Extraordinary scenes as heroic India overcome incredible odds to defeat Australia in the fourth Test in one of the sport’s greatest finishes with just 18 balls and three wickets to spare
India have broken the hearts of Australia claiming an extraordinary victory in the fourth Test to take series 2-1.
The visitors needed to chase 328 runs on day five at the Gabba in Brisbane after Australia declared with a seemingly unbeatable lead at a ground considered to be a fortress for travelling teams.
But a gutsy batting display by the Indians who were without stars Virat Kohli, Ravichandran Ashwin and Jasprit Bumrah saw the tourists snatch the win with just 19 balls to spare.
It’s the second series in a row that India has won Border-Gavaskar Trophy on Australian soil.
At one stage Indian were 5-265 and appeared long odds to reach the total with Pat Cummins tearing into the middle order with large cracks visible on the wicket.
The fast bowler ended up taking an impressive 4 wickets for 55 runs but it wasn’t enough.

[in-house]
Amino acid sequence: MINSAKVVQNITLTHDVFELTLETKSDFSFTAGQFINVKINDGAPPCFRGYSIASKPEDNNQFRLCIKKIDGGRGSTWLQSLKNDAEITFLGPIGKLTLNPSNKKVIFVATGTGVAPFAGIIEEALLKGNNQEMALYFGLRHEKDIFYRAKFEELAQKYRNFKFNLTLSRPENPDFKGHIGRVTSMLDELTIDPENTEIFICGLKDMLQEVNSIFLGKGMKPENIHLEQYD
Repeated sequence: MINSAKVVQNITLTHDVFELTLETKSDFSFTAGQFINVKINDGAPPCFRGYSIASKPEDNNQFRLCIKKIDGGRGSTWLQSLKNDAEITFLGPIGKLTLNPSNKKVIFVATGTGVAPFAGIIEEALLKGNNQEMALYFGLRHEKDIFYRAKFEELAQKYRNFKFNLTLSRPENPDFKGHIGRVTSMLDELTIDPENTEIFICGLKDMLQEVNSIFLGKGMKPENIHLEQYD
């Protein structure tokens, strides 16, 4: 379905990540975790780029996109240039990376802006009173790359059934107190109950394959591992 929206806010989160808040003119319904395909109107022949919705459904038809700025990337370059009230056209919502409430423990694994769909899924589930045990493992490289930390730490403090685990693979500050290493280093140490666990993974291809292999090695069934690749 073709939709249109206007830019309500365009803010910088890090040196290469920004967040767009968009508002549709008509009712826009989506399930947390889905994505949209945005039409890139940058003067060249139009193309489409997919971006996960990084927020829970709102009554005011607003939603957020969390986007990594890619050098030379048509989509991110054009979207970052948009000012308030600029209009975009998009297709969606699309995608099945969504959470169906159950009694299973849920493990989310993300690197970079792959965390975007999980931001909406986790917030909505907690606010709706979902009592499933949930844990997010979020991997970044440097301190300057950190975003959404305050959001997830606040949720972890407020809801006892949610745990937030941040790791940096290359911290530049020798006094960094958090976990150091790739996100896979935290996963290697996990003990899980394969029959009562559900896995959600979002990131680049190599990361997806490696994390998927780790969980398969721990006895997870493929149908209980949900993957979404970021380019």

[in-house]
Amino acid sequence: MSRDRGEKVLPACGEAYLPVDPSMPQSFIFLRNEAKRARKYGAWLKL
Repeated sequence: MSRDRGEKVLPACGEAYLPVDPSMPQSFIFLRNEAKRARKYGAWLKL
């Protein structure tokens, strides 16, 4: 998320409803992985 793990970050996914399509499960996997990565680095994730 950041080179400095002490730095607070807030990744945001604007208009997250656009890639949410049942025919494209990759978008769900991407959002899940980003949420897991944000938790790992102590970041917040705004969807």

Nathan Lyon peppered the Indian lineup with off-spinners but only managed 2 for 85.
Rishabh Pant’s brilliant 89, following on from opener Shubman Gill’s 91, guided India to their victory on Tuesday, which was the first time since 1988 an Indian side has beaten Australia in Brisbane.
With all outcomes possible on what proved to be a nip and tuck final day of an epic and often controversial series, India seized the initiative in the last session having battled hard all day.
Pant moved into one-day mode and was joined by first Washington Sundar, who made 22 before being bowled by Nathan Lyon, Shardul Thakur and Navdeep Saini, to get India home by three wickets amid nerve-shredding tension in Brisbane.
It meant India won the four-Test series 2-1 despite being ravaged by injury, confined by Covid-19 quarantine and without their captain Virat Kohli for the last three Tests.
Rishabh Pant hit a brilliant unbeaten 89 to win the fourth Test and the series for India
Pant waves his bat to the crowd at the Gabba after reaching his half-century on the fifth day